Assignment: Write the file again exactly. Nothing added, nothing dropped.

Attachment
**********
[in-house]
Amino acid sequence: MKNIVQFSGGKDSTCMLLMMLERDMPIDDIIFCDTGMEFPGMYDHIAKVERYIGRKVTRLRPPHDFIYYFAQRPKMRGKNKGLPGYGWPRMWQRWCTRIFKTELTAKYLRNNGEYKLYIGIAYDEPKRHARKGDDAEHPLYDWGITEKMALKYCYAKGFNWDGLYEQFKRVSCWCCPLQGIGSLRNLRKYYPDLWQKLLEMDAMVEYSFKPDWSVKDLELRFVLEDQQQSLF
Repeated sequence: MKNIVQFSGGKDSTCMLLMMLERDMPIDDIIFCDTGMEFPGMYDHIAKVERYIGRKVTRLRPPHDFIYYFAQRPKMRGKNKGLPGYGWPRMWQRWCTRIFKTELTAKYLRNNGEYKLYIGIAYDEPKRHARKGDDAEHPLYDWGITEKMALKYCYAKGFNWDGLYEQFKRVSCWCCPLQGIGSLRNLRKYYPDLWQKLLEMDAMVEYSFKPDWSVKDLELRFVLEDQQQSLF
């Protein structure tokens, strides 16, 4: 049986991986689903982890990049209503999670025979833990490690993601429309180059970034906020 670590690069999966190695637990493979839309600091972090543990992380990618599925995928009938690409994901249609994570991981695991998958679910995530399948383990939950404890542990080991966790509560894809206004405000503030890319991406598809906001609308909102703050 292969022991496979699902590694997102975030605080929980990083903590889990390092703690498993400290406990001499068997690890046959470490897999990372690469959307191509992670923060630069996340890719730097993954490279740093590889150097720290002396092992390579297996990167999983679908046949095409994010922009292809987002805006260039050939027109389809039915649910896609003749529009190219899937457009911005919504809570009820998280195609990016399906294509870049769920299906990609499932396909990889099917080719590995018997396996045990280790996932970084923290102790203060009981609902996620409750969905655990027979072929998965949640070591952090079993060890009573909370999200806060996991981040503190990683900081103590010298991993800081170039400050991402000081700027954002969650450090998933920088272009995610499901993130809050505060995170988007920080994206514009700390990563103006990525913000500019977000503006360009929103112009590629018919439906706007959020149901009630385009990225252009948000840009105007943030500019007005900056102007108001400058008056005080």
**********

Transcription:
[in-house]
Amino acid sequence: MKNIVQFSGGKDSTCMLLMMLERDMPIDDIIFCDTGMEFPGMYDHIAKVERYIGRKVTRLRPPHDFIYYFAQRPKMRGKNKGLPGYGWPRMWQRWCTRIFKTELTAKYLRNNGEYKLYIGIAYDEPKRHARKGDDAEHPLYDWGITEKMALKYCYAKGFNWDGLYEQFKRVSCWCCPLQGIGSLRNLRKYYPDLWQKLLEMDAMVEYSFKPDWSVKDLELRFVLEDQQQSLF
Repeated sequence: MKNIVQFSGGKDSTCMLLMMLERDMPIDDIIFCDTGMEFPGMYDHIAKVERYIGRKVTRLRPPHDFIYYFAQRPKMRGKNKGLPGYGWPRMWQRWCTRIFKTELTAKYLRNNGEYKLYIGIAYDEPKRHARKGDDAEHPLYDWGITEKMALKYCYAKGFNWDGLYEQFKRVSCWCCPLQGIGSLRNLRKYYPDLWQKLLEMDAMVEYSFKPDWSVKDLELRFVLEDQQQSLF
């Protein structure tokens, strides 16, 4: 049986991986689903982890990049209503999670025979833990490690993601429309180059970034906020 670590690069999966190695637990493979839309600091972090543990992380990618599925995928009938690409994901249609994570991981695991998958679910995530399948383990939950404890542990080991966790509560894809206004405000503030890319991406598809906001609308909102703050 292969022991496979699902590694997102975030605080929980990083903590889990390092703690498993400290406990001499068997690890046959470490897999990372690469959307191509992670923060630069996340890719730097993954490279740093590889150097720290002396092992390579297996990167999983679908046949095409994010922009292809987002805006260039050939027109389809039915649910896609003749529009190219899937457009911005919504809570009820998280195609990016399906294509870049769920299906990609499932396909990889099917080719590995018997396996045990280790996932970084923290102790203060009981609902996620409750969905655990027979072929998965949640070591952090079993060890009573909370999200806060996991981040503190990683900081103590010298991993800081170039400050991402000081700027954002969650450090998933920088272009995610499901993130809050505060995170988007920080994206514009700390990563103006990525913000500019977000503006360009929103112009590629018919439906706007959020149901009630385009990225252009948000840009105007943030500019007005900056102007108001400058008056005080």